Many years ago, while I was staying with my late sister in the Eastern cape, I was introduced to using bay leaves in cooking.
In many of her dishes, there was a flavour that I could not identify and which really made her food taste delicious.
At that time in my life, I was not married and so it was years later that I embarked on my culinary journey and then discovered the joy of the bay leaf.
If you have never cooked with this wonderful herb, I would encourage you to try it.
I do know that many people have no idea what to do with bay leaves and this is a great shame, so i thought that I would share with you all how I use these wonderful leaves = I have a bay tree and so often take some to my daughter@jaynie who also loves them.
Firstly, the most common way of cooking with bay leaves is to use them in all types of curries, but it does not stop there.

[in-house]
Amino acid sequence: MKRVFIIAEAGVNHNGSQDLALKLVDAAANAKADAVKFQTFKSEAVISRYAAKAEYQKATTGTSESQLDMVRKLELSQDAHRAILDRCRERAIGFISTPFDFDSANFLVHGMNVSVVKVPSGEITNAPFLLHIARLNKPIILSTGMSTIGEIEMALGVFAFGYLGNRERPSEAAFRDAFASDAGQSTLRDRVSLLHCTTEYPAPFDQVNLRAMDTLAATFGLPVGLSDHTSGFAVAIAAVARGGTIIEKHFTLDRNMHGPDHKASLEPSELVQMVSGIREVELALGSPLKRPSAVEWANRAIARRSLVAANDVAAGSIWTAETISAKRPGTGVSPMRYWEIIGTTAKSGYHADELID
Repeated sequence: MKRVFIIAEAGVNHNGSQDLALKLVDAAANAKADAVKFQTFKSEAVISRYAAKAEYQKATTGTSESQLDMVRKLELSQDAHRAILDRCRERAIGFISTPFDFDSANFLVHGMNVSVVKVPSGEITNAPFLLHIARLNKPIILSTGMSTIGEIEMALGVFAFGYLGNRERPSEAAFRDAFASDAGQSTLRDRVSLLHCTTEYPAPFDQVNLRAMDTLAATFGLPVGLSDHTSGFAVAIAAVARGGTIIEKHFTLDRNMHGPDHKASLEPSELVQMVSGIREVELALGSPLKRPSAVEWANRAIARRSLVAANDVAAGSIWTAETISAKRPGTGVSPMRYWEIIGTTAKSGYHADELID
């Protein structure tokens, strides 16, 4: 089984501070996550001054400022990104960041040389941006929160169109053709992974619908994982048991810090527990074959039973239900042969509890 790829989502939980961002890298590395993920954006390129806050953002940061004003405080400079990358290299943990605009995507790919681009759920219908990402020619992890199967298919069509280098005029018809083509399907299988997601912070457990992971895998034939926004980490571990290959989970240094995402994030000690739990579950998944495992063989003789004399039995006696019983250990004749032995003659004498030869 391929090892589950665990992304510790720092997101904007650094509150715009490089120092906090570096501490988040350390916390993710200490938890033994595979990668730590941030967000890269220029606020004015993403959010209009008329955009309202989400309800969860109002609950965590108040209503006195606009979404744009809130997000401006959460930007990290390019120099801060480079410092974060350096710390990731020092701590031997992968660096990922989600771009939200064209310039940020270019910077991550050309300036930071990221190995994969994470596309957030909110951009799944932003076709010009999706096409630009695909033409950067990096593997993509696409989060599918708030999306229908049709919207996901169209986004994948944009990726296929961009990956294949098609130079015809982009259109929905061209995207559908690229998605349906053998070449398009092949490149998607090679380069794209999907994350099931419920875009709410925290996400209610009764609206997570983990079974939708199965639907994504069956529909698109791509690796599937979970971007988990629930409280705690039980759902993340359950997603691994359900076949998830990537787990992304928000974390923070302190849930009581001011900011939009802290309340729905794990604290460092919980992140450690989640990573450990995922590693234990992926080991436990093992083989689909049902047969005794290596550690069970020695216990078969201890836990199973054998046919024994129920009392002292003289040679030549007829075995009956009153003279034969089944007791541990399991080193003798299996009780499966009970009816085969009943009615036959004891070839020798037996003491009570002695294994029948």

Adding them to rice while cooking gives the rice a great flavour - and when storing dry rice, pop a few leaves in the container as well.
Roast potatoes sprinkled with rosemary and some bay leaves added is really good.
When roasting a chicken, put a few leaves inside the cavity as well as under the wings and alongside the legs.
A leg of lamb is at its best with garlic gloves and bay leaves - I pierce the top with a sharp knife and pop in the garlic cloves, then place bay leaves underneath the roast and a few on top - do this after the roast has been rubbed with some olive oil and seasoned.
The juices from the meat then can be used to make a wonderful gravy.
This method can also be used for other roasts.
Bolognaise sauce is not complete without some bay leaves added and the flavour improves further if the sauce is frozen for another meal.
For those of you that enjoy the old fashioned rice pudding, add a couple of bay leaves to it for a lovely result.
Pickles, chutneys and chilli preserves all benefit from bay leaves too.
My bay tree has now just pushed out new growth and so I have harvested some leaves - the leaves can be dried at room temperature and store in a container for months.
The new leaves have a stronger flavour than the dried leaves when used in cooking.